• Producers: autotrophic or producer organisms are those that, from the energy they capture and the inorganic and mineral substances provided by the physical environment, elaborate their organic components, in the processes of photosynthesis or chemosynthesis. Both processes, which have the same purpose, differ in the source of the energy that organisms need and extract to carry them out. In the first case, the energy comes from sunlight and, in the other, from chemical reactions.
  • Consumers: consumers are heterotrophic organisms, that is, they feed on processed organic matter ( primary consumers who consume producers) or from other organisms ( secondary , tertiary and quaternary consumers and consume other consumers) and transform it into their own organic material. Primary consumers or herbivores feed directly on the producing organisms. Secondary consumers feed off other consumers using different tropic strategies. Some of these are: carnivorism, parasitism, omnivory, detritivorism (scavengers, saprophagus, dung). It is considered tertiary consumers and quaternary consumers super predators.
  • Decomposers: these organisms, mostly microscopic, constitute the last of the trophic levels. They are responsible for recycling organic matter, transforming it into inorganic matter in order to return some of its compounds to the environment. In this other post you can learn more about What are decomposing living beings with examples .

Examples of terrestrial biotic factors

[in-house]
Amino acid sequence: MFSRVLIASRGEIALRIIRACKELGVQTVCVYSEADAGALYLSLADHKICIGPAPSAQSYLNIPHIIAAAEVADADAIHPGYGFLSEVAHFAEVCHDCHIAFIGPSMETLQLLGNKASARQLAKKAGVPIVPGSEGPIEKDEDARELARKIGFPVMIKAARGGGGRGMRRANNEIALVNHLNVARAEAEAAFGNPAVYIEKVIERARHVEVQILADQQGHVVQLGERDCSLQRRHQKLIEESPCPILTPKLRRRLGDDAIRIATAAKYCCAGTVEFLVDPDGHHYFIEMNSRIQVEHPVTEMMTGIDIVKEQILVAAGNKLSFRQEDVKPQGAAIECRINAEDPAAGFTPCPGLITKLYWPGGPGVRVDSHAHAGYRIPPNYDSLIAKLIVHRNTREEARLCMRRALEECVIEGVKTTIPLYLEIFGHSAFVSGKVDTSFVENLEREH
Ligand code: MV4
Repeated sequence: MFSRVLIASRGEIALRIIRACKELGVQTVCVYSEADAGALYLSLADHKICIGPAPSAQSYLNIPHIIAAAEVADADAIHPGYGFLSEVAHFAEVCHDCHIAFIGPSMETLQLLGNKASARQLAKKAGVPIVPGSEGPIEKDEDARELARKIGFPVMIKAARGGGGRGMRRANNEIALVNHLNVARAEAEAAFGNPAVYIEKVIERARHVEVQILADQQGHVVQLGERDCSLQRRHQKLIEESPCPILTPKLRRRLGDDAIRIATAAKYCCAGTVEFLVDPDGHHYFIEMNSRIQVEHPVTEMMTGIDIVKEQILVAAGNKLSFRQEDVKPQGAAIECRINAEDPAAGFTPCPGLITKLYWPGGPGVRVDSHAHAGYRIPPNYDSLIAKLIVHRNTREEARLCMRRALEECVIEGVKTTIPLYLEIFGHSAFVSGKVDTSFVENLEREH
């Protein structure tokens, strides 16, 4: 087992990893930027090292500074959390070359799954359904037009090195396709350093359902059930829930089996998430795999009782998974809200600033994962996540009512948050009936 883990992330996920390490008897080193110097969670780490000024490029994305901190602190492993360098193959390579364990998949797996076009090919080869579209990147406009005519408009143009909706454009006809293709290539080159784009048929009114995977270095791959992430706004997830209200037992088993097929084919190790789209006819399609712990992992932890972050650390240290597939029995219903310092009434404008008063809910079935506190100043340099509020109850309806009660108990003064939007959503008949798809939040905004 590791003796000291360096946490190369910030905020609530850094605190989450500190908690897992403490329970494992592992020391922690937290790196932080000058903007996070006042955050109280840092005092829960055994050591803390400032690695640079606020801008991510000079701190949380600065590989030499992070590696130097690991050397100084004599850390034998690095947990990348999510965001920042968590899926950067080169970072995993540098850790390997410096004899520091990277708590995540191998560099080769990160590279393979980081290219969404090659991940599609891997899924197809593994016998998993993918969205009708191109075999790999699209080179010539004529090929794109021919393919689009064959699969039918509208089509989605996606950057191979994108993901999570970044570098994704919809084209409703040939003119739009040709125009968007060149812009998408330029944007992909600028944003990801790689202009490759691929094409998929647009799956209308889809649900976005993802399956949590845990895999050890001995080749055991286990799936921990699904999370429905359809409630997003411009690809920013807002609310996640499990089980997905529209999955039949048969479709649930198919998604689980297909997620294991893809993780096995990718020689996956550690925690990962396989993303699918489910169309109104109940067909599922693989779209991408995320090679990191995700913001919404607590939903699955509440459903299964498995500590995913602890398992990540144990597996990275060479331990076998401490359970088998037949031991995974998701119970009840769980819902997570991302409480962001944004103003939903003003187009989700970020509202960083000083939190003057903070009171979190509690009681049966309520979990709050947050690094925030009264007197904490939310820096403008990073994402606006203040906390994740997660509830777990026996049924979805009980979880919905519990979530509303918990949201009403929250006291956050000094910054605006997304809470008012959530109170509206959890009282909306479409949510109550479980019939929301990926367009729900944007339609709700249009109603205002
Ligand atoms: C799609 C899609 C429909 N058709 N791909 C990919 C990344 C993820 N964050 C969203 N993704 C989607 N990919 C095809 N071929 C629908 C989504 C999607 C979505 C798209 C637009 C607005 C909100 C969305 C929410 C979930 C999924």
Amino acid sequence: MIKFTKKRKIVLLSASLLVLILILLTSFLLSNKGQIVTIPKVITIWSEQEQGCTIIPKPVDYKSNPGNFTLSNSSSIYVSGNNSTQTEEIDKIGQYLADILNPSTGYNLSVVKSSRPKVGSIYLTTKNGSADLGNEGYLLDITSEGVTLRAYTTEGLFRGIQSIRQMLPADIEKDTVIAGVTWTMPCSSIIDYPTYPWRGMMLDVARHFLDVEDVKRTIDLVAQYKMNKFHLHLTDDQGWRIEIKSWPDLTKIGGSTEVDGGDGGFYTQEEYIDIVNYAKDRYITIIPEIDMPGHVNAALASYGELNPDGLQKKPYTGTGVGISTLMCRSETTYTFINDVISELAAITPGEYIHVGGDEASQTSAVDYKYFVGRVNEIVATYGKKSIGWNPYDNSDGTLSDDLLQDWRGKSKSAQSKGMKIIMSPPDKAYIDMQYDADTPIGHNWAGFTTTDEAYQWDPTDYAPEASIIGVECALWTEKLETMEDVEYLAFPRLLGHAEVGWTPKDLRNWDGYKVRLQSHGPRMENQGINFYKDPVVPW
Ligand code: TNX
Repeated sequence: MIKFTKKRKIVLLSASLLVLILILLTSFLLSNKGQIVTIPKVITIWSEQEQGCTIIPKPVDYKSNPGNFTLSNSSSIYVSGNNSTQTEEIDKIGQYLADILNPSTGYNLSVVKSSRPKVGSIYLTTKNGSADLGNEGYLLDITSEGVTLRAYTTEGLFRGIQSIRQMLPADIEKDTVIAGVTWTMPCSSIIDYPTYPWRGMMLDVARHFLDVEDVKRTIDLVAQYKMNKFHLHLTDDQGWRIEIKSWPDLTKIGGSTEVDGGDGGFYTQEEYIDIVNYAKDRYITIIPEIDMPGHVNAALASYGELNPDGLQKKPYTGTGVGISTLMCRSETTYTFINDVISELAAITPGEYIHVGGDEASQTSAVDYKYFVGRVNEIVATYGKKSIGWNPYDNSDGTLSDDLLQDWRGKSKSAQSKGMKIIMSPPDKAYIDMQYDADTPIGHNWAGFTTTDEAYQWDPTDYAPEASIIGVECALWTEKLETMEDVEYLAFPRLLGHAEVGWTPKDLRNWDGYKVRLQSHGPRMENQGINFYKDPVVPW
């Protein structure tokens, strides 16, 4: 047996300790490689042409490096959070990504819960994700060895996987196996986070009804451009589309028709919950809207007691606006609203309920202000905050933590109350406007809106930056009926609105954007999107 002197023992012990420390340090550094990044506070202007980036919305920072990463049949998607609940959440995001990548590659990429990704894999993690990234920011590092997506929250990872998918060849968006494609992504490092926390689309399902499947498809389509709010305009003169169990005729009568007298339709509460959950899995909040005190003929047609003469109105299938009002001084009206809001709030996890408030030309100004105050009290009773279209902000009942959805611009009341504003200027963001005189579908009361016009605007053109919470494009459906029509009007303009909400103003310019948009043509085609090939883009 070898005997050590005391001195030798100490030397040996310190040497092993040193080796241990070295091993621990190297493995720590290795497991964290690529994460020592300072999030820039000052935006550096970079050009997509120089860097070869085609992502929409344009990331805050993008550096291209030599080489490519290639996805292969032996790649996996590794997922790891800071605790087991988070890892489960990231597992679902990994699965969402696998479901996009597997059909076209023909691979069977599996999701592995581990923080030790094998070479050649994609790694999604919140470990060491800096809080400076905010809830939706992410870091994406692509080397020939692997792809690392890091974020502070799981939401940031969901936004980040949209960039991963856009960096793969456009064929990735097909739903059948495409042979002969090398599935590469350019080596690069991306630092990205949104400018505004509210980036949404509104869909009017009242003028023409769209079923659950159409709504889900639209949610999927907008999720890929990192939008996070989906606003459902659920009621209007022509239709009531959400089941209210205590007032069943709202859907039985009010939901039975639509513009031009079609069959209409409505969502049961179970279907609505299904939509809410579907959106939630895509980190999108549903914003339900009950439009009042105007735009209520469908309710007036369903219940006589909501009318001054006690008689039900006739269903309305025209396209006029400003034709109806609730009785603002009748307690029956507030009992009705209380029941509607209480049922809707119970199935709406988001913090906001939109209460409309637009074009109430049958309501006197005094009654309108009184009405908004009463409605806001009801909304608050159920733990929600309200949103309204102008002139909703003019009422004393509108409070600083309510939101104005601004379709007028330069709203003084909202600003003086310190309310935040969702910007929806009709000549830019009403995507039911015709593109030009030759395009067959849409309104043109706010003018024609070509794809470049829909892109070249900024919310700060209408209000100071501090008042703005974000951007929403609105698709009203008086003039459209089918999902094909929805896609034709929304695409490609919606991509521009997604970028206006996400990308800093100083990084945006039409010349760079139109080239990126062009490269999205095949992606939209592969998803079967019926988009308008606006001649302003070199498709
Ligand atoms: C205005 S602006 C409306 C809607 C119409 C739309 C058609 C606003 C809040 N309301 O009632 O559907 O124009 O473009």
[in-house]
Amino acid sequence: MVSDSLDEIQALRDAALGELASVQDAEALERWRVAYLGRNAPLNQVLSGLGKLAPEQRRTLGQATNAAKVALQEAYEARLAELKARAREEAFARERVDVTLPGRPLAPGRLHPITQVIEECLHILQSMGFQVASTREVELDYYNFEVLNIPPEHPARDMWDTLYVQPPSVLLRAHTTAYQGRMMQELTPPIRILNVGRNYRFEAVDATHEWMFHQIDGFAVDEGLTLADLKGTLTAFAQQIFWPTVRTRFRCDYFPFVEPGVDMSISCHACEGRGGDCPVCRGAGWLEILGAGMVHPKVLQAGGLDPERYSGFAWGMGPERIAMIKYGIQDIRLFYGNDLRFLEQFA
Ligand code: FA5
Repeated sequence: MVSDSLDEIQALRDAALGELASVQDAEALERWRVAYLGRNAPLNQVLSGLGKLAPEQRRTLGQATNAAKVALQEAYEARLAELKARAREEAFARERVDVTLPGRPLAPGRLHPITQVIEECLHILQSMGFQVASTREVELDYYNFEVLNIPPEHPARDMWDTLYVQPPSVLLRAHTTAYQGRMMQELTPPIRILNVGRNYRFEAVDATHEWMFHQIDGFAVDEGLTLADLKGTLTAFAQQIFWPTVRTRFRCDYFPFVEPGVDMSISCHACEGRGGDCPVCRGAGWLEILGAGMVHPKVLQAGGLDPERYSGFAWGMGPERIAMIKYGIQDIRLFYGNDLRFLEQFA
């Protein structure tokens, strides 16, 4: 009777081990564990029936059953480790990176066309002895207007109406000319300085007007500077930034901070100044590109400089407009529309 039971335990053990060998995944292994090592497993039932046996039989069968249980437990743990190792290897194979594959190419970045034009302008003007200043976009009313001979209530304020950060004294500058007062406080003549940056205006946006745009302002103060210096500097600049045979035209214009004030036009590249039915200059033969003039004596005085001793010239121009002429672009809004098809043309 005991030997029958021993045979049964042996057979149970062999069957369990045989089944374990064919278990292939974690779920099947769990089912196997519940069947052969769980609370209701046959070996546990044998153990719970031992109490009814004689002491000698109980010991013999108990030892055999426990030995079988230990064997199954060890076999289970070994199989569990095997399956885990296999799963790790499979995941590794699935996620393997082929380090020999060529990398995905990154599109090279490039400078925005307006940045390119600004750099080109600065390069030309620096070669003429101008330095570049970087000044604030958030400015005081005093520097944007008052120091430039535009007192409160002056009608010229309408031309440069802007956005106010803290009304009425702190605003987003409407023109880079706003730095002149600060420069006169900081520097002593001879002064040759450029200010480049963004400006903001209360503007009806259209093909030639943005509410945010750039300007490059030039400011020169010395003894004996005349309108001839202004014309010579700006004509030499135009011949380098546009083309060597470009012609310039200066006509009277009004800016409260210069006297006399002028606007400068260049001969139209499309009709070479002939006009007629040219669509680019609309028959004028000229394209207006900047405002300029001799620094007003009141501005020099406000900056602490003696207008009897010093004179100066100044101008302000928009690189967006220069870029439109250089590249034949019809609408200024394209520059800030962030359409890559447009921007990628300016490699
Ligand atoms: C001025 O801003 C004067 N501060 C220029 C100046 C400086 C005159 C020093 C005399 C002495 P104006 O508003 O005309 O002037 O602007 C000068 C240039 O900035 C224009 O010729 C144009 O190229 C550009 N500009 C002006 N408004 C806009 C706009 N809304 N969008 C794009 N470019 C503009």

These are some examples of terrestrial biotic factors :


  • Chestnut
  • Wheat
  • Cactus
  • Ferns
  • Cypress
  • Pine tree
  • Willow
  • Olive
  • Acacia
  • Rosemary
  • Holm oak
  • Rockrose
  • Arbutus
  • Bramble

Primary consumers

  • Butterfly
  • Meerkats
  • Rhinoceros
  • Giraffe
  • Deer
  • Donkey
  • Rabbit
  • Rodents
  • Sheep
  • Caterpillar
  • Koala

Secondary consumers

  • Toad
  • Cougar
  • Jaguar
  • Wolf
  • Bear
  • Tiger
  • Fox
  • Cat
  • Dog

Tertiary consumers

  • Snake
  • Hawk
  • Royal Owl
  • Spotted hyena
  • Dingo
  • Black Panther


  • Vulture
  • Raven
  • Beetle
  • Blowflies
  • Actinobacteria
  • Earthworms
  • Egyptian vulture

Examples of aquatic biotic factors

Here are some examples of aquatic biotic factors:


  • Phytoplankton (diatoms, dinoflagellates)
  • Seagrass beds ( Posidonia oceanica, Cymodocea nodosa )
  • Giant Kelp ( Macrocystis pyrifera )
  • Reed
  • Vogue

Primary consumers

  • Zooplankton (small crustaceans, copepods, ctenophores, cladocerans, etc.)
  • Bivalves (mussels, clams)
  • sea ​​cow

Secondary consumers

  • Piranha
  • Squid
  • Flamingos
  • Whales
  • Parrotfish ( Scarus ghobban )

Tertiary consumers

  • Killer whale
  • Shark
  • Marine crocodile
  • Sperm whale
  • Marine leopard
  • Sea wolf
  • Seals
  • sea ​​lions
  • Guitar stingray ( Pseudobatos productus )


  • Aquatic mold fungi

Here below you will see the images of some of the examples of these factors or aquatic biotic elements and at the end, you will see a short video in which we tell what they are and what is the difference between biotic and abiotic factors.